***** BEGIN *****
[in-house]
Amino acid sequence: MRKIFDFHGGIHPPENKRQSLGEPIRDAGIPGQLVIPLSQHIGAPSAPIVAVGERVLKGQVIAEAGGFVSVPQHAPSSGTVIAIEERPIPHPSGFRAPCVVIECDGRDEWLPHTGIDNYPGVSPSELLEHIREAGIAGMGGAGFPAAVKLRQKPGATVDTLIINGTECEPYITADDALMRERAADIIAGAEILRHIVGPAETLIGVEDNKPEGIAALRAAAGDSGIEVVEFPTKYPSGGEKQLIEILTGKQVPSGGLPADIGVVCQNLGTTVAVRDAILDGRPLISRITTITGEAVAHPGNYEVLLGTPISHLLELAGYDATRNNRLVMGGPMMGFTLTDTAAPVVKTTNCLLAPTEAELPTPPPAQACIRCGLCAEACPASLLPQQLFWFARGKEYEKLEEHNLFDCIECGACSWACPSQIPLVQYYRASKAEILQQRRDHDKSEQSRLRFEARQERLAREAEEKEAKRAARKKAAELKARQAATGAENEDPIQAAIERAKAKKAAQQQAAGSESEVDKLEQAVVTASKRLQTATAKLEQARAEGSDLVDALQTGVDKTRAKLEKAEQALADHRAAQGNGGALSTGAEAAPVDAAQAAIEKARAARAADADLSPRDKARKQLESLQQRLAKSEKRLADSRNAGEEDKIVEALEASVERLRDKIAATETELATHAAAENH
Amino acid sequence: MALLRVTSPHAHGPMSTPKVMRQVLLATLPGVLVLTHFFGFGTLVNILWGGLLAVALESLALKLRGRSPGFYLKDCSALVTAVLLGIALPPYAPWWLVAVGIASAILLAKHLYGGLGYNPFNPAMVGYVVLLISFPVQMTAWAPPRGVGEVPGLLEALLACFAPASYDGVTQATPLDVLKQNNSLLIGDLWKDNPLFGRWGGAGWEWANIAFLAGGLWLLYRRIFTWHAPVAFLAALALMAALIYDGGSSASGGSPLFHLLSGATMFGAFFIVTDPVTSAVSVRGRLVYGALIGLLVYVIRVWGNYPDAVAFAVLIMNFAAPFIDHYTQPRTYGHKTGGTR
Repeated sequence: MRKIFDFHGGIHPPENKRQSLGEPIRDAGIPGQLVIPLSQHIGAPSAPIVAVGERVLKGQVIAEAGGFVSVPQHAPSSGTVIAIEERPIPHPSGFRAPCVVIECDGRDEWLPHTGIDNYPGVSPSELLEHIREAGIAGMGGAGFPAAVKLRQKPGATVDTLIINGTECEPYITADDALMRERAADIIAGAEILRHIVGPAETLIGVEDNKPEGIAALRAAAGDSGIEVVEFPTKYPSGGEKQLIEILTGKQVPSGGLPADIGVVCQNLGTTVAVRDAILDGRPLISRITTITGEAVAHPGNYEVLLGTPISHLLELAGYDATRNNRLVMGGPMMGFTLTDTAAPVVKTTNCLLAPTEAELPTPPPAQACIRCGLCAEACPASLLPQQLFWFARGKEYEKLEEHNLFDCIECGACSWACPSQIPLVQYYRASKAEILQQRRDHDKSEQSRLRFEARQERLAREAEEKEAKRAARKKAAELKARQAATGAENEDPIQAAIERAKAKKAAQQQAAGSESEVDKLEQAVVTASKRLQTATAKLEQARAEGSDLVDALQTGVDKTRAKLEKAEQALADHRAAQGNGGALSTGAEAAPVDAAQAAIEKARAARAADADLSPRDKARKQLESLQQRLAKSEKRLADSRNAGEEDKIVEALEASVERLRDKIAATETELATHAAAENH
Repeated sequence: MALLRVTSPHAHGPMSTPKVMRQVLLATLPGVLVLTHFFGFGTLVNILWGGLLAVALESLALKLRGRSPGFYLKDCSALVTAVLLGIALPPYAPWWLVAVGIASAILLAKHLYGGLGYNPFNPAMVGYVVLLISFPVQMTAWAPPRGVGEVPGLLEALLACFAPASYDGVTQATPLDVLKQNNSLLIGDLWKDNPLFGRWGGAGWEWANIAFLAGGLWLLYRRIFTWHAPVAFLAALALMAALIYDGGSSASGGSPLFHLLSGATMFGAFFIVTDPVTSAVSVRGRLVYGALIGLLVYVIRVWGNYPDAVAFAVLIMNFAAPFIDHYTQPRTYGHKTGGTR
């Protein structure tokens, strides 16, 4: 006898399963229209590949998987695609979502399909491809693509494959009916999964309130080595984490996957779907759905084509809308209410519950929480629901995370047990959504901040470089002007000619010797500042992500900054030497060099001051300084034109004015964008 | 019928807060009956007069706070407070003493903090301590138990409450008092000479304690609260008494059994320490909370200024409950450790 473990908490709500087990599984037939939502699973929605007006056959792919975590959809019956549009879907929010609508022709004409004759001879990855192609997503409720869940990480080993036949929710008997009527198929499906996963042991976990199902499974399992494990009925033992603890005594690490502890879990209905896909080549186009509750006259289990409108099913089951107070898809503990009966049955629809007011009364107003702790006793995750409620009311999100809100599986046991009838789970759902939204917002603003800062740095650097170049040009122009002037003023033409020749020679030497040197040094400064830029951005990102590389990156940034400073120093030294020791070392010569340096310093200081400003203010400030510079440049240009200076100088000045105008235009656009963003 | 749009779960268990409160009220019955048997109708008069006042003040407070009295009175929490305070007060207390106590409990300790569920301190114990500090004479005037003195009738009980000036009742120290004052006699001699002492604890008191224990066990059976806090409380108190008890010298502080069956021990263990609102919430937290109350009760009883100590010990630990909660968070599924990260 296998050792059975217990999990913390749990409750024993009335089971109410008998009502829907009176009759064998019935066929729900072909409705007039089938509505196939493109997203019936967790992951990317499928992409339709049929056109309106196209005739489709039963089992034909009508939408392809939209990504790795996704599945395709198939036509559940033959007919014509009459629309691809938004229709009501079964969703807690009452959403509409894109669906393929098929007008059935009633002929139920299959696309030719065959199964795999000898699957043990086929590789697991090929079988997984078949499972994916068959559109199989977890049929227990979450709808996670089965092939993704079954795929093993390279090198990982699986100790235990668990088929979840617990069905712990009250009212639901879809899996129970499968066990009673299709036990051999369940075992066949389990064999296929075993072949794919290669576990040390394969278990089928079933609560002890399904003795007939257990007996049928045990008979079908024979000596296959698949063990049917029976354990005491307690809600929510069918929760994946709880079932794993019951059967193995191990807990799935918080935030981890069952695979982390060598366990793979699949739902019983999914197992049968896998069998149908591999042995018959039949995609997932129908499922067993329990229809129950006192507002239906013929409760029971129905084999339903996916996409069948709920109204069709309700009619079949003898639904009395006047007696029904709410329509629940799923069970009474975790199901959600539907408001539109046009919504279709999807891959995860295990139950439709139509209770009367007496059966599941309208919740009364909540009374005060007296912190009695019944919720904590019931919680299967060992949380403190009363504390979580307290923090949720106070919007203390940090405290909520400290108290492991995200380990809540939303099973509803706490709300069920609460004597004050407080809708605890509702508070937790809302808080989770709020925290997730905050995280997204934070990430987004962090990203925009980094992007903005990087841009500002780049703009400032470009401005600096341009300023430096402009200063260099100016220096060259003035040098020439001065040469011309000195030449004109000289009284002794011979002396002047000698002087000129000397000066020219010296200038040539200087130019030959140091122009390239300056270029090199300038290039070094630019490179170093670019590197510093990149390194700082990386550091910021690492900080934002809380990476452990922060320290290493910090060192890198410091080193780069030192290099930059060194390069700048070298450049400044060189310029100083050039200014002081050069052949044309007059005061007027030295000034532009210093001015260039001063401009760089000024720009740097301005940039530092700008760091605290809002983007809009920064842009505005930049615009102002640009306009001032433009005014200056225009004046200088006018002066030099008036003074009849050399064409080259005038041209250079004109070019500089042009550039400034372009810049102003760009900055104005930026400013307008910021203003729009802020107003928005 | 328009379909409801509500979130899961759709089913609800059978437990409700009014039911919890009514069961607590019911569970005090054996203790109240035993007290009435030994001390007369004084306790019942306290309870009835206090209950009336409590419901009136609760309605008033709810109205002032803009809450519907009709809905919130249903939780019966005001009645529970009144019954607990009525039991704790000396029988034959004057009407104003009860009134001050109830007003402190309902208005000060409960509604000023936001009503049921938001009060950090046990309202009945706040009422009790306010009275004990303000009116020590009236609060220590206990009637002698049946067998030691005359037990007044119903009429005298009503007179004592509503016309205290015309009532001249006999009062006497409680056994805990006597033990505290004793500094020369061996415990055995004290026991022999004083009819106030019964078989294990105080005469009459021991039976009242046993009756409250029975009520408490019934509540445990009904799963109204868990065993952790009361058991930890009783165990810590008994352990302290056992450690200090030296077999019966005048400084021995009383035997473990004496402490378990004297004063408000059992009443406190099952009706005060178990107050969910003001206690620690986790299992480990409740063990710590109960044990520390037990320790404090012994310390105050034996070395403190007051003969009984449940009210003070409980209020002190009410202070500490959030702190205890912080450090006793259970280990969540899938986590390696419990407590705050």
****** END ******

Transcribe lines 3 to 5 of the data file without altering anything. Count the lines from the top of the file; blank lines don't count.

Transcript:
Amino acid sequence: MALLRVTSPHAHGPMSTPKVMRQVLLATLPGVLVLTHFFGFGTLVNILWGGLLAVALESLALKLRGRSPGFYLKDCSALVTAVLLGIALPPYAPWWLVAVGIASAILLAKHLYGGLGYNPFNPAMVGYVVLLISFPVQMTAWAPPRGVGEVPGLLEALLACFAPASYDGVTQATPLDVLKQNNSLLIGDLWKDNPLFGRWGGAGWEWANIAFLAGGLWLLYRRIFTWHAPVAFLAALALMAALIYDGGSSASGGSPLFHLLSGATMFGAFFIVTDPVTSAVSVRGRLVYGALIGLLVYVIRVWGNYPDAVAFAVLIMNFAAPFIDHYTQPRTYGHKTGGTR
Repeated sequence: MRKIFDFHGGIHPPENKRQSLGEPIRDAGIPGQLVIPLSQHIGAPSAPIVAVGERVLKGQVIAEAGGFVSVPQHAPSSGTVIAIEERPIPHPSGFRAPCVVIECDGRDEWLPHTGIDNYPGVSPSELLEHIREAGIAGMGGAGFPAAVKLRQKPGATVDTLIINGTECEPYITADDALMRERAADIIAGAEILRHIVGPAETLIGVEDNKPEGIAALRAAAGDSGIEVVEFPTKYPSGGEKQLIEILTGKQVPSGGLPADIGVVCQNLGTTVAVRDAILDGRPLISRITTITGEAVAHPGNYEVLLGTPISHLLELAGYDATRNNRLVMGGPMMGFTLTDTAAPVVKTTNCLLAPTEAELPTPPPAQACIRCGLCAEACPASLLPQQLFWFARGKEYEKLEEHNLFDCIECGACSWACPSQIPLVQYYRASKAEILQQRRDHDKSEQSRLRFEARQERLAREAEEKEAKRAARKKAAELKARQAATGAENEDPIQAAIERAKAKKAAQQQAAGSESEVDKLEQAVVTASKRLQTATAKLEQARAEGSDLVDALQTGVDKTRAKLEKAEQALADHRAAQGNGGALSTGAEAAPVDAAQAAIEKARAARAADADLSPRDKARKQLESLQQRLAKSEKRLADSRNAGEEDKIVEALEASVERLRDKIAATETELATHAAAENH
Repeated sequence: MALLRVTSPHAHGPMSTPKVMRQVLLATLPGVLVLTHFFGFGTLVNILWGGLLAVALESLALKLRGRSPGFYLKDCSALVTAVLLGIALPPYAPWWLVAVGIASAILLAKHLYGGLGYNPFNPAMVGYVVLLISFPVQMTAWAPPRGVGEVPGLLEALLACFAPASYDGVTQATPLDVLKQNNSLLIGDLWKDNPLFGRWGGAGWEWANIAFLAGGLWLLYRRIFTWHAPVAFLAALALMAALIYDGGSSASGGSPLFHLLSGATMFGAFFIVTDPVTSAVSVRGRLVYGALIGLLVYVIRVWGNYPDAVAFAVLIMNFAAPFIDHYTQPRTYGHKTGGTR